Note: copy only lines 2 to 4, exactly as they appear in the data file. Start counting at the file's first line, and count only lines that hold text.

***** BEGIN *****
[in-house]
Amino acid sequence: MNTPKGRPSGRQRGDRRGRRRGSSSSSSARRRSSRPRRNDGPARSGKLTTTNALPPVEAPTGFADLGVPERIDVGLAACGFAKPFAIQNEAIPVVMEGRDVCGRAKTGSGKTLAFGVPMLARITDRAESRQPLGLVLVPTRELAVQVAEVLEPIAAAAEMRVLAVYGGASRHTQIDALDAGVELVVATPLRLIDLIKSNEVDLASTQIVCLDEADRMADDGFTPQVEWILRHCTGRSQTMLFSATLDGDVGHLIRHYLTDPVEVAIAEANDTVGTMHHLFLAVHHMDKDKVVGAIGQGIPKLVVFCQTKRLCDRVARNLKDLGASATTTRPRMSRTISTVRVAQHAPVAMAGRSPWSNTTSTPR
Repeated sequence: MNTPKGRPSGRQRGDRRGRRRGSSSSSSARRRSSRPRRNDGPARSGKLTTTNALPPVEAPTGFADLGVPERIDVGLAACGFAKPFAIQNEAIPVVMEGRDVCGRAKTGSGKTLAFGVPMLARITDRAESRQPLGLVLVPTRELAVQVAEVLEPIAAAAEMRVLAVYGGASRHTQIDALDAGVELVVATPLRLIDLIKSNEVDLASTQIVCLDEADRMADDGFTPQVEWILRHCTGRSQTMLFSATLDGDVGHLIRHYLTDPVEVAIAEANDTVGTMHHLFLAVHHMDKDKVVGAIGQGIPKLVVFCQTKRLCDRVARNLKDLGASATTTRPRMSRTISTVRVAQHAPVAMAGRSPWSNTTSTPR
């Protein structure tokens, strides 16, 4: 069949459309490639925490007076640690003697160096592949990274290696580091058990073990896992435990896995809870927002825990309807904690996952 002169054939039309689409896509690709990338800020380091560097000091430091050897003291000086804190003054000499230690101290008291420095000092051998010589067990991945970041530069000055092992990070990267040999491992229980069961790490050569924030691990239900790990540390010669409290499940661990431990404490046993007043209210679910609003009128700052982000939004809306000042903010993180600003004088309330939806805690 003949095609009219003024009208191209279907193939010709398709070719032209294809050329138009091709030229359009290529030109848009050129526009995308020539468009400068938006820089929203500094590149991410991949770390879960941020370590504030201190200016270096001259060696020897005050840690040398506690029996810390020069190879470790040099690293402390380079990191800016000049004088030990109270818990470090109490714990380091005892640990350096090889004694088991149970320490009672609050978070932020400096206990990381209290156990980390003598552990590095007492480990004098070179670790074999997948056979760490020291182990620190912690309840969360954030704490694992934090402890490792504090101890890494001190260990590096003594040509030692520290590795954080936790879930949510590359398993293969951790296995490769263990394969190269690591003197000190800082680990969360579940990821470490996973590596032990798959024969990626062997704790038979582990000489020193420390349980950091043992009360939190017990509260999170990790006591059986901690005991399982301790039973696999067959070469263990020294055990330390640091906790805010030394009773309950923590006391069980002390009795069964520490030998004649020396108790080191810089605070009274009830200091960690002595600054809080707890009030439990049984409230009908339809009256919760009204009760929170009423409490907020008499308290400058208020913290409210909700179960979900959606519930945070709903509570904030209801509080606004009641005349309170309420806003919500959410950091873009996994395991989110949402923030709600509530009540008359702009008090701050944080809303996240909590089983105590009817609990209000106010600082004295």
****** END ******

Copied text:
Amino acid sequence: MNTPKGRPSGRQRGDRRGRRRGSSSSSSARRRSSRPRRNDGPARSGKLTTTNALPPVEAPTGFADLGVPERIDVGLAACGFAKPFAIQNEAIPVVMEGRDVCGRAKTGSGKTLAFGVPMLARITDRAESRQPLGLVLVPTRELAVQVAEVLEPIAAAAEMRVLAVYGGASRHTQIDALDAGVELVVATPLRLIDLIKSNEVDLASTQIVCLDEADRMADDGFTPQVEWILRHCTGRSQTMLFSATLDGDVGHLIRHYLTDPVEVAIAEANDTVGTMHHLFLAVHHMDKDKVVGAIGQGIPKLVVFCQTKRLCDRVARNLKDLGASATTTRPRMSRTISTVRVAQHAPVAMAGRSPWSNTTSTPR
Repeated sequence: MNTPKGRPSGRQRGDRRGRRRGSSSSSSARRRSSRPRRNDGPARSGKLTTTNALPPVEAPTGFADLGVPERIDVGLAACGFAKPFAIQNEAIPVVMEGRDVCGRAKTGSGKTLAFGVPMLARITDRAESRQPLGLVLVPTRELAVQVAEVLEPIAAAAEMRVLAVYGGASRHTQIDALDAGVELVVATPLRLIDLIKSNEVDLASTQIVCLDEADRMADDGFTPQVEWILRHCTGRSQTMLFSATLDGDVGHLIRHYLTDPVEVAIAEANDTVGTMHHLFLAVHHMDKDKVVGAIGQGIPKLVVFCQTKRLCDRVARNLKDLGASATTTRPRMSRTISTVRVAQHAPVAMAGRSPWSNTTSTPR
């Protein structure tokens, strides 16, 4: 069949459309490639925490007076640690003697160096592949990274290696580091058990073990896992435990896995809870927002825990309807904690996952 002169054939039309689409896509690709990338800020380091560097000091430091050897003291000086804190003054000499230690101290008291420095000092051998010589067990991945970041530069000055092992990070990267040999491992229980069961790490050569924030691990239900790990540390010669409290499940661990431990404490046993007043209210679910609003009128700052982000939004809306000042903010993180600003004088309330939806805690 003949095609009219003024009208191209279907193939010709398709070719032209294809050329138009091709030229359009290529030109848009050129526009995308020539468009400068938006820089929203500094590149991410991949770390879960941020370590504030201190200016270096001259060696020897005050840690040398506690029996810390020069190879470790040099690293402390380079990191800016000049004088030990109270818990470090109490714990380091005892640990350096090889004694088991149970320490009672609050978070932020400096206990990381209290156990980390003598552990590095007492480990004098070179670790074999997948056979760490020291182990620190912690309840969360954030704490694992934090402890490792504090101890890494001190260990590096003594040509030692520290590795954080936790879930949510590359398993293969951790296995490769263990394969190269690591003197000190800082680990969360579940990821470490996973590596032990798959024969990626062997704790038979582990000489020193420390349980950091043992009360939190017990509260999170990790006591059986901690005991399982301790039973696999067959070469263990020294055990330390640091906790805010030394009773309950923590006391069980002390009795069964520490030998004649020396108790080191810089605070009274009830200091960690002595600054809080707890009030439990049984409230009908339809009256919760009204009760929170009423409490907020008499308290400058208020913290409210909700179960979900959606519930945070709903509570904030209801509080606004009641005349309170309420806003919500959410950091873009996994395991989110949402923030709600509530009540008359702009008090701050944080809303996240909590089983105590009817609990209000106010600082004295």